An experience that for me was very powerful occurred at a Daime session:

‘I was sitting in front of a white wall on which a golden star of David (the seal of Solomon) was inscribed [this was real—this symbol is central in the Santo Daime Church]. The star-shaped figure was shining and I felt a presence very strongly. The expression ‘behind the Veil’ (traditionally employed in Judaism to characterize indirect encounters with the Divine) came to my mind and I engaged in a silent communication with whatever power was there.’

Subsequently, in a letter to a friend I wrote that I was washed by grace and that I understood that all Existence is infused with the Divine, with sacredness.”

Mystical Experiences

“As noted, various aspects of the Ayahuasca experience are reminiscent of patterns found in reports of mystical experiences encountered in many religious traditions. In particular, I would like to point out that all the classical characteristics of mystical experiences defined by Stace (1960) are encountered with Ayahuasca (see also Bucke, 1901; James, 1902; Forman, 1990; Wade, 1996; and Merkur, 1999). Stace distinguishes between two types of mystical experience which he labels the ‘extrovertive’ and ‘introvertive.’ Each of these is defined by a series of seven characteristics. However, out of the seven only the first characteristic significantly differs for the two types.

Stace further claims that only the introvertive type can be induced by external means. I disagree: all the experiences he associates with the extrovertive are also encountered with Ayahuasca. In the light of this disagreement, and since with respect to most features the two types are the same, I have opted to combine the two aspects in one paragraph and present just one list of characteristics, not two, as Stace does.

With Ayahuasca all the patterns associated with both types can be encountered. Following is a list of these patterns along with commentary on the comparable phenomena encountered with Ayahuasca.

1. Unity. In the extrovertive case, unity pertains to the mystic’s perception of the world; in the introvertive case, unity pertains to the mystic’s state of consciousness. Consequently, in the former case the mystic directly feels that behind the multiplicity in the world there is oneness that is apprehended as unitary consciousness devoid of sensual form and conceptual content. In the latter, the mystic feels that the boundaries of the self dissipate and that he or she becomes one with an existence larger than him- or herself. Both patterns are encountered with Ayahuasca.

2. Transcendence of time and space. The mystic feels that time and space are no longer relevant.

3. Noesis. The mystic regards what he or she experiences as illumination or true knowledge. In particular, visions and ideations are taken to pertain to an objective, independent reality. The assessment that this is the case is grounded in a direct, intuitive feeling.

4. Positive feelings of blessedness, joy, peace, happiness. All these feelings are very marked with Ayahuasca. Harmony is yet another pillar of this experience.

5. A sense of sacredness. This is manifested in whatever is being apprehended is taken to be holy and divine. This is the general atmosphere that Ayahuasca induces.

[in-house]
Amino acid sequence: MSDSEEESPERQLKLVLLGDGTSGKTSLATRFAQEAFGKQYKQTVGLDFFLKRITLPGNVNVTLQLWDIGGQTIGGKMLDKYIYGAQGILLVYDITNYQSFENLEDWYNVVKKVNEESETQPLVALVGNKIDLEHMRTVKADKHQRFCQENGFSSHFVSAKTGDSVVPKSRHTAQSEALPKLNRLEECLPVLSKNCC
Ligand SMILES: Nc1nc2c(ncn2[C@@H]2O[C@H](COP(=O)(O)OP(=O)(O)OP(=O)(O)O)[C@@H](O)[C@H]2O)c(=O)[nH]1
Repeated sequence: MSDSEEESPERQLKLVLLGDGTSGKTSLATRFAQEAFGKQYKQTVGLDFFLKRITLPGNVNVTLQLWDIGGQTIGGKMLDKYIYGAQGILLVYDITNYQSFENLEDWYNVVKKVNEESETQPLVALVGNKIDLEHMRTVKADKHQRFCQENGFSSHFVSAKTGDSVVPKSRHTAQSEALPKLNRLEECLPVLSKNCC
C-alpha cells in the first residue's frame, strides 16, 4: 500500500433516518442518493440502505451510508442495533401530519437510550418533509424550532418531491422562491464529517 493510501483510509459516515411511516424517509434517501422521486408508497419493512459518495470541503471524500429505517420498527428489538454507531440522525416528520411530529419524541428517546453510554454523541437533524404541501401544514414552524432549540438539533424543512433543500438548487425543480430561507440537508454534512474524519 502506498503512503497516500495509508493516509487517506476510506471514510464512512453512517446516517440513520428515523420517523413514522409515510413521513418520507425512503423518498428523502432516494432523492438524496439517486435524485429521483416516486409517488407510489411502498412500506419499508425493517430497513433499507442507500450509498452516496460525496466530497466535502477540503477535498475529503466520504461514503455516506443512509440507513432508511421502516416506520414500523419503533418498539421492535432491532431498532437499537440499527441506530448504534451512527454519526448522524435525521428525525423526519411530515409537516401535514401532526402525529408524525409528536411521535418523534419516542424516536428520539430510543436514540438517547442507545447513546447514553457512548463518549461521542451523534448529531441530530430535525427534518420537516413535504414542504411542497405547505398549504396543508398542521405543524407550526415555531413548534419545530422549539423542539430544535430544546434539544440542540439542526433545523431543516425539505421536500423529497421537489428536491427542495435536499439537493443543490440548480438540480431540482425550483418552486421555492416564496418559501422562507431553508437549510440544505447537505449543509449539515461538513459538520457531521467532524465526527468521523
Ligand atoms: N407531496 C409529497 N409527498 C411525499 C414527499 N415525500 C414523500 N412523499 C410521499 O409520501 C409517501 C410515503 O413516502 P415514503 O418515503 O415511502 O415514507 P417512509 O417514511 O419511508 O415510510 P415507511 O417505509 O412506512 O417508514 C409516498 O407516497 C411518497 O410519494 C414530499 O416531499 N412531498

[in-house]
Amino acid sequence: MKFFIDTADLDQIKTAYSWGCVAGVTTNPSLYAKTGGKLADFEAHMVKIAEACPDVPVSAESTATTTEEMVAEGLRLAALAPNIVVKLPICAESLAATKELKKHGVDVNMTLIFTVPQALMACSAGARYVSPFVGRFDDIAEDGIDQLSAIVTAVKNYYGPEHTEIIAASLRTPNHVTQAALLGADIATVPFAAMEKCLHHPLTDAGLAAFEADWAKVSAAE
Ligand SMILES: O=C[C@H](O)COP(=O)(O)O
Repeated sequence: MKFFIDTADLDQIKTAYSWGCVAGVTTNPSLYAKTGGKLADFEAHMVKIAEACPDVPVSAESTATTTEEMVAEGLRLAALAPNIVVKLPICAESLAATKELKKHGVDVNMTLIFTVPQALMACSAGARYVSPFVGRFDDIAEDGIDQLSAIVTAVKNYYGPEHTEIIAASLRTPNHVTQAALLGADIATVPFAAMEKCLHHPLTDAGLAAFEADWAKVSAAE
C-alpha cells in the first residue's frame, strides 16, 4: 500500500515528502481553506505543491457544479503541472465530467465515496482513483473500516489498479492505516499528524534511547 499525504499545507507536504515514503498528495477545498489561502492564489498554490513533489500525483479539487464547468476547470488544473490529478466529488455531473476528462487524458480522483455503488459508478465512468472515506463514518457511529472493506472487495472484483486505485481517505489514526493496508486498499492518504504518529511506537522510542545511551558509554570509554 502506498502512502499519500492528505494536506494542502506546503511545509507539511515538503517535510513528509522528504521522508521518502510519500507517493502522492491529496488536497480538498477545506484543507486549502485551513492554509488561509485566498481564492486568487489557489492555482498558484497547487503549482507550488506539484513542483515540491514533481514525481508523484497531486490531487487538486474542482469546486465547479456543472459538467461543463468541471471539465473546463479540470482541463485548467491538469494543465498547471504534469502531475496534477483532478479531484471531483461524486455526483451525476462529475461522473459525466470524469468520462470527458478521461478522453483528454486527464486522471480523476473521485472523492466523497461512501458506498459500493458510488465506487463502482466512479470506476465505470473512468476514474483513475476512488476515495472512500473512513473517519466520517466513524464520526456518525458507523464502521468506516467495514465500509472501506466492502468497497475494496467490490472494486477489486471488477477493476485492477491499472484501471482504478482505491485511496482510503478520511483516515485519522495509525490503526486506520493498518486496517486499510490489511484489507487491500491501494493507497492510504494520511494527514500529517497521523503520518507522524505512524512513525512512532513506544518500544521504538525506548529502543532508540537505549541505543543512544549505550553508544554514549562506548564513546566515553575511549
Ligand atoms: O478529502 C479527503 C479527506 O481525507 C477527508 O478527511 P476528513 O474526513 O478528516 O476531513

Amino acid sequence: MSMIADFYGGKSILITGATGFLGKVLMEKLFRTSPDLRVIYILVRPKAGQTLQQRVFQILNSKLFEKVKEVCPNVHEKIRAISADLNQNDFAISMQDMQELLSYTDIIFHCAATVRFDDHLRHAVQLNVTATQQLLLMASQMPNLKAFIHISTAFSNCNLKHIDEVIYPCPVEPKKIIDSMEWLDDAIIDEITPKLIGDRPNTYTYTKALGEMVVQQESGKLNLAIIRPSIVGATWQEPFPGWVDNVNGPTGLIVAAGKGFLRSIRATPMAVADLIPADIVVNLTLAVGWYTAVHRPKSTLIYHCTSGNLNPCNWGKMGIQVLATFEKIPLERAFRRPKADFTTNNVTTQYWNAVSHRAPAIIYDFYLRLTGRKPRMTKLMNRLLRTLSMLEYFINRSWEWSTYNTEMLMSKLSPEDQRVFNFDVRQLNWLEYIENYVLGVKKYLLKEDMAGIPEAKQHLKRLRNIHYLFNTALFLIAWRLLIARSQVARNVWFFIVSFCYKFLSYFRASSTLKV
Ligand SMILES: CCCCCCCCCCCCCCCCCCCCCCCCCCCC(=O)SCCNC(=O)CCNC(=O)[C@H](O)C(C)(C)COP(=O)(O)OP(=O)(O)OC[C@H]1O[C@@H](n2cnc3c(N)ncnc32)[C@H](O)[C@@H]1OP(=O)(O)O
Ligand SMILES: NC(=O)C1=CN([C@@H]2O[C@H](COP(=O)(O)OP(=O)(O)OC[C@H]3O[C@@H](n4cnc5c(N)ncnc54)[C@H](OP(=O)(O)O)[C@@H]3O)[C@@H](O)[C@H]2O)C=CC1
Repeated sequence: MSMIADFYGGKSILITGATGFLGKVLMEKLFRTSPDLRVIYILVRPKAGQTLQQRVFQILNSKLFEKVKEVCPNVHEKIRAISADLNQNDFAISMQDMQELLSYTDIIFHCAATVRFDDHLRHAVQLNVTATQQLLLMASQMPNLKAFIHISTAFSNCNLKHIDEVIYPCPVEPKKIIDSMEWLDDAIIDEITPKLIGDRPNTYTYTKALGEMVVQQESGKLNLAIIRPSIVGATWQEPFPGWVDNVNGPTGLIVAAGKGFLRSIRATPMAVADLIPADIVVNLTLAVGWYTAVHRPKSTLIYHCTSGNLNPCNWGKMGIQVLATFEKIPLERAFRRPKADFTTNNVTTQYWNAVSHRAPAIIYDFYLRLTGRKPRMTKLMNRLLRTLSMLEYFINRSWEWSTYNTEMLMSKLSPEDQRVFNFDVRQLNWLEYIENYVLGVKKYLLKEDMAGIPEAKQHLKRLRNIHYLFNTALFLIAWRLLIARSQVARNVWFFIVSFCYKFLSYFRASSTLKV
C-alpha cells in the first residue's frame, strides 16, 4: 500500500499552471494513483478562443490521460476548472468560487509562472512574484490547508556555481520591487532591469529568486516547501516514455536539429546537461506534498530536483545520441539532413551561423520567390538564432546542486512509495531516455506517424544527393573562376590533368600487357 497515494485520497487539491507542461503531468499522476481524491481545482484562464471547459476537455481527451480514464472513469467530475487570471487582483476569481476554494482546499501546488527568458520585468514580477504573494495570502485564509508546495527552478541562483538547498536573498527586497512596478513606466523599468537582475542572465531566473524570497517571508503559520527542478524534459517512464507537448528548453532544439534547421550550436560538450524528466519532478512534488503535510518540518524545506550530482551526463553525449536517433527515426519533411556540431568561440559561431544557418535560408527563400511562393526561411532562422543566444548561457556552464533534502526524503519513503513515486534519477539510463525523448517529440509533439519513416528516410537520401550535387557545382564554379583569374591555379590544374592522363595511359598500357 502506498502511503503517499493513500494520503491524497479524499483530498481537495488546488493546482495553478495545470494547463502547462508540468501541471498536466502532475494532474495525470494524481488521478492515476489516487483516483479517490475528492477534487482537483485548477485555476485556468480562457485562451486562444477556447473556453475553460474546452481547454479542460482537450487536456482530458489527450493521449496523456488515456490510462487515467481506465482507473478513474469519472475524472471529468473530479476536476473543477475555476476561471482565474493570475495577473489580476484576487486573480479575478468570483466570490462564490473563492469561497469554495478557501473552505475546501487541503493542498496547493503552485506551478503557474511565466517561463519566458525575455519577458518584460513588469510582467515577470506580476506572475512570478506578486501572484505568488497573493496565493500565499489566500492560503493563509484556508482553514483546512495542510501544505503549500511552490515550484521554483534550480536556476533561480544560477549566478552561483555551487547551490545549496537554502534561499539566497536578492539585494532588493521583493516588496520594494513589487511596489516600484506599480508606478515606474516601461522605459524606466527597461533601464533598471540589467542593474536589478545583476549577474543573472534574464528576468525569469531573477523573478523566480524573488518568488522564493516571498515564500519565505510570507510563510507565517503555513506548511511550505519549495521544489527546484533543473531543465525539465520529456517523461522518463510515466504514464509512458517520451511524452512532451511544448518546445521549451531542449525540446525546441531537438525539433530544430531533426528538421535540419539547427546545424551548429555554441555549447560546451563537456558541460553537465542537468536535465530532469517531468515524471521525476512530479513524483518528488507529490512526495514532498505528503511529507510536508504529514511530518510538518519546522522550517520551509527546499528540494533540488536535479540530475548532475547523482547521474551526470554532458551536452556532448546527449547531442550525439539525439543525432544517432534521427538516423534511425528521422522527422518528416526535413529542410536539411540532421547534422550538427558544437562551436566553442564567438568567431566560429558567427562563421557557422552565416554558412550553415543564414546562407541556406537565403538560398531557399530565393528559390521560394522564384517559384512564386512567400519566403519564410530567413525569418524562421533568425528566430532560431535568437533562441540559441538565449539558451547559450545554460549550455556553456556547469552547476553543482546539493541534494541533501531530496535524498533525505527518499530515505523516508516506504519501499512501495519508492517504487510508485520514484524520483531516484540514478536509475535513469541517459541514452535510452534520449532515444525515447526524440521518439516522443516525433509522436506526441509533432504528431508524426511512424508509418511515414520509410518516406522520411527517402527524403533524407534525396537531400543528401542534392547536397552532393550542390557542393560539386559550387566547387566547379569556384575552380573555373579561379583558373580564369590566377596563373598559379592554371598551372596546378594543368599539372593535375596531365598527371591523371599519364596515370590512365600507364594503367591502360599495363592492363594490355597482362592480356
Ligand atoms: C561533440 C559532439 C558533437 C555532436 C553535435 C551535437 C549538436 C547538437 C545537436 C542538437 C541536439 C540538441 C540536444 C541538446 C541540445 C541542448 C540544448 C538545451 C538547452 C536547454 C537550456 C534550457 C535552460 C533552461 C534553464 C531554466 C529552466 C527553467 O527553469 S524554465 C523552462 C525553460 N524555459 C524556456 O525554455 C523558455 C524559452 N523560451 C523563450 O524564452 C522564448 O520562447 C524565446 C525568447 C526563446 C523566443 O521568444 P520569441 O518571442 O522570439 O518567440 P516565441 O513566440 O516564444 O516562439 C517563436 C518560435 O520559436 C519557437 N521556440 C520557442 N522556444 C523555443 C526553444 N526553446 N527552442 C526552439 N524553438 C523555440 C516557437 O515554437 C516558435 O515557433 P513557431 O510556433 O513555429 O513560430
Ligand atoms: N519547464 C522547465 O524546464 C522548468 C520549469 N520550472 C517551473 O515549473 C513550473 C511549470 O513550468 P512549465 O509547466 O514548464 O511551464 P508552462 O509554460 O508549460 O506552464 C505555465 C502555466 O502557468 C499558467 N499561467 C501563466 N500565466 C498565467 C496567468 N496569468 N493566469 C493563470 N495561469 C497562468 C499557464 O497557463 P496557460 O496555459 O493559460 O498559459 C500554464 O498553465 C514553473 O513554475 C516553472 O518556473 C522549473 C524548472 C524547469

6. Paradoxicality. Mystical experiences seem to defy the standard cannons of logic. The medieval philosopher and mystic Nicholas de Cusa said explicitly that in order to reach the higher realms of the Divine one has to leave rationality behind:

‘The abode wherein You [God] dwell unveiledly—an abode surrounded by the coincidences of contradictories. And this coincidence is the wall of Paradise, wherein You dwell. The gate of this wall is guarded by a most lofty rational spirit; unless the spirit is vanquished the entrance will not be accessible. Therefore, on the other side of the coincidence of contradictories You can be seen—but not at all on this side.’

7. Ineffability. Many facets of the Ayahuasca experience are described by drinkers as being beyond any verbal description. I reckon that the most fitting thing is not to say anything further here; for general philosophical discussion on this matter, see Stace (1960) and S. Katz (1992).

Lastly in the literature it is also pointed out that mystical experiences often have concrete, pragmatic effects. Indeed, some have taken the transformative impact to be a defining property of these experiences (see Pahnke and Richards, 1966; Pahnke, 1972). This impact may manifest in religious conversion, changes in world-views and belief systems, and in new definitions of one’s personal and ethical values. As indicated in the introductory comments to this section, with Ayahuasca such manifestations are common, and often they are quite radical. For general discussion of the long-term psychological and psychotherapeutic impact of psychotropic substances the reader is refered to Masters and Houston (1966) and Grof (1980, 1994, 2009).

In sum, all the paradigmatic characteristics of the mystical experience are encountered with Ayahuasca.

By way of conclusion, let me point out that the foregoing comparative statements also bear on the more general question regarding the status, meaning, and value of religious and spiritual experiences induced by the ingestion of psychoactive agents. Are these comparable to the experiences of mystics attained without external agents? Are they as valuable? With respect to the first facet of the question, the phenomenological, my empirical study of Ayahuasca leads me to answer with a categorical ‘yes.’ The second facet, that of value judgement, is to be discussed elsewhere.”